The use of coins or ‘umla is widespread throughout the Middle East, North Africa and beyond. Issued by an official mint long before the introduction of silver hallmarks, coins were an indication of an established and guaranteed silver content.
Two coins that both possess a high silver content and are of consistently good quality, proved to be of major importance in the nomadic societies of the Middle East, and indeed in the economical landscape of the entire world. They are the Spanish columnario or pillar dollar, and the Austrian Maria Theresia Thaler. The pillar dollars found their way to the Middle East, where they were prized for their solid silver content; their use was widespread in the Ottoman Empire. The coin was variously referred to as kara gurus, kebir gurus, tamam gurus, real kurus and riyal. This last term is a derivate of its Spanish name, real and became the word of choice in Arabic to indicate official coins. In Egypt, where the pillars were misinterpreted as cannons, the dollar was nicknamed Abu Madfa (father of guns). The MTT was the most popular coin in circulation in North Africa and the Middle East and went by many names: Abu Tayr (Father of Birds) referring to the imperial eagle; Abu Nuqta (Father of Dots) a reference to the number of pearls on the brooch of the empress; and Abu Rish (Father of Feathers) a name suggested by the eagle’s many tail feathers. All these distinctive features were used to check the authenticity of the coin. In purely monetary terms, the coin was referred to as Riyal Faransawi (French Riyal) or Riyal Nimsawi (Austrian Riyal).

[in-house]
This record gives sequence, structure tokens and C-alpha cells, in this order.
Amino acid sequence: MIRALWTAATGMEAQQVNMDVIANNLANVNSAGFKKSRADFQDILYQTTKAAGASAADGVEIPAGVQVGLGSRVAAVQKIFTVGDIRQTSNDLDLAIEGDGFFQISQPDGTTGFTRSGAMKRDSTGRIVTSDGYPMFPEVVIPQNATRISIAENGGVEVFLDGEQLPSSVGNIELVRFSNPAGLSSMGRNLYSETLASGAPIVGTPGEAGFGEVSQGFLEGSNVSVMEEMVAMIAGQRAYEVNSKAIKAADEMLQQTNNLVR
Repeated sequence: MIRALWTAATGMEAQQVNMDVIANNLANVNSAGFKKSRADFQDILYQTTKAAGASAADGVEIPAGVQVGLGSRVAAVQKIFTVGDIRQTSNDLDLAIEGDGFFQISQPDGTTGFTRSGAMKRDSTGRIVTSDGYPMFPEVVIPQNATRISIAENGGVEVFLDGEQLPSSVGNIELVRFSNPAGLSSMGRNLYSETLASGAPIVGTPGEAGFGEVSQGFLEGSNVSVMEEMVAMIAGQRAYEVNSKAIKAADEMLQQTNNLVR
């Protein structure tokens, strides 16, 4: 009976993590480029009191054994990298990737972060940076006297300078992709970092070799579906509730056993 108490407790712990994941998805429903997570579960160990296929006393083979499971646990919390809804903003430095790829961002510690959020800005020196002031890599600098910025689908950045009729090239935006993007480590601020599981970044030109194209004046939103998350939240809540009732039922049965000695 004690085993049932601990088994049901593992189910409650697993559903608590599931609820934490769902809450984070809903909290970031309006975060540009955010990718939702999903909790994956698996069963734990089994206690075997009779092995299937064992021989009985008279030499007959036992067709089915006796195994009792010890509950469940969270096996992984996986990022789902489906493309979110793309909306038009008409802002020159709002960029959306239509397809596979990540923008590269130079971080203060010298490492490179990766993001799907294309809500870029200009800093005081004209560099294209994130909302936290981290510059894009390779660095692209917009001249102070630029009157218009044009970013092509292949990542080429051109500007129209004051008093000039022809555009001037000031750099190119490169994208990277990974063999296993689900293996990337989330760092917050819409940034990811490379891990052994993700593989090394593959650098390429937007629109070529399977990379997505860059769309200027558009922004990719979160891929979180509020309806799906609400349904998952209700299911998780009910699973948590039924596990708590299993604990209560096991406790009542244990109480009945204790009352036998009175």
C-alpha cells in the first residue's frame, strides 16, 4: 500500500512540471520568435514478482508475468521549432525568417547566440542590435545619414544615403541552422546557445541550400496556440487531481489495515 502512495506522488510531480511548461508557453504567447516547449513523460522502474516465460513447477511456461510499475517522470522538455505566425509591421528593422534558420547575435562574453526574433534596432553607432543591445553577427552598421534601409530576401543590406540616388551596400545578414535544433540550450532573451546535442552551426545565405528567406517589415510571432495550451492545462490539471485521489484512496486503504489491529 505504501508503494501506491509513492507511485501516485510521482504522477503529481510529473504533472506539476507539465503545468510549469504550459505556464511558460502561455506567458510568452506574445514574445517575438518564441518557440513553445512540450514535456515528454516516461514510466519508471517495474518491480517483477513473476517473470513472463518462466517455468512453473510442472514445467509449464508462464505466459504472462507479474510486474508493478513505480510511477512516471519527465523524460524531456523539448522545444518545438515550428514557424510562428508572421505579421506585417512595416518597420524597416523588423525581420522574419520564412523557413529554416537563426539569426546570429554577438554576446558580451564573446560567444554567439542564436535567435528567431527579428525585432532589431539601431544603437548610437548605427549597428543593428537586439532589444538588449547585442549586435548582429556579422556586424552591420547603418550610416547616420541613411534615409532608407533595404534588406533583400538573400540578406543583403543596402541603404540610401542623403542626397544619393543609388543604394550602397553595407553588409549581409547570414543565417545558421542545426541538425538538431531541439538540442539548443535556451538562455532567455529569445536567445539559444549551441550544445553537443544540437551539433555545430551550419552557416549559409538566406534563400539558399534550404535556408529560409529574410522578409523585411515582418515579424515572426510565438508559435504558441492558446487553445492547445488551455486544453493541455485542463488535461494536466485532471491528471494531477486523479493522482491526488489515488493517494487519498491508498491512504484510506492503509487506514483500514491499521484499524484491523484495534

One of the aspects of my research into jewelry is the wider economical landscape that can be reconstructed using coins that are used in jewelry. In addition to the most coveted coins such as the Maria Theresia Thaler and the pillar dollar, that appear virtually everywhere, many other coins are used on jewelry and costume. Upon a closer look, these coins reveal a lot about the trade contacts between groups. By comparing the reach of the exchange of currency and thus establishing the existence and intensity of contact more firmly, also other cultural exhanges can be traced and sometimes explained.
Two MTT's that have been worn so long on a Palestine headdress, it reflects in their patina.
Reverse of a small fibula from Kabylia, Algeria, mounted on a French coin. These are also called adrim (Kabyle for 'coin')
Coins are the main element in this head decoration, that was hung from the back of the head.
Pair of Moroccan fibulas in which a coin is used as central element.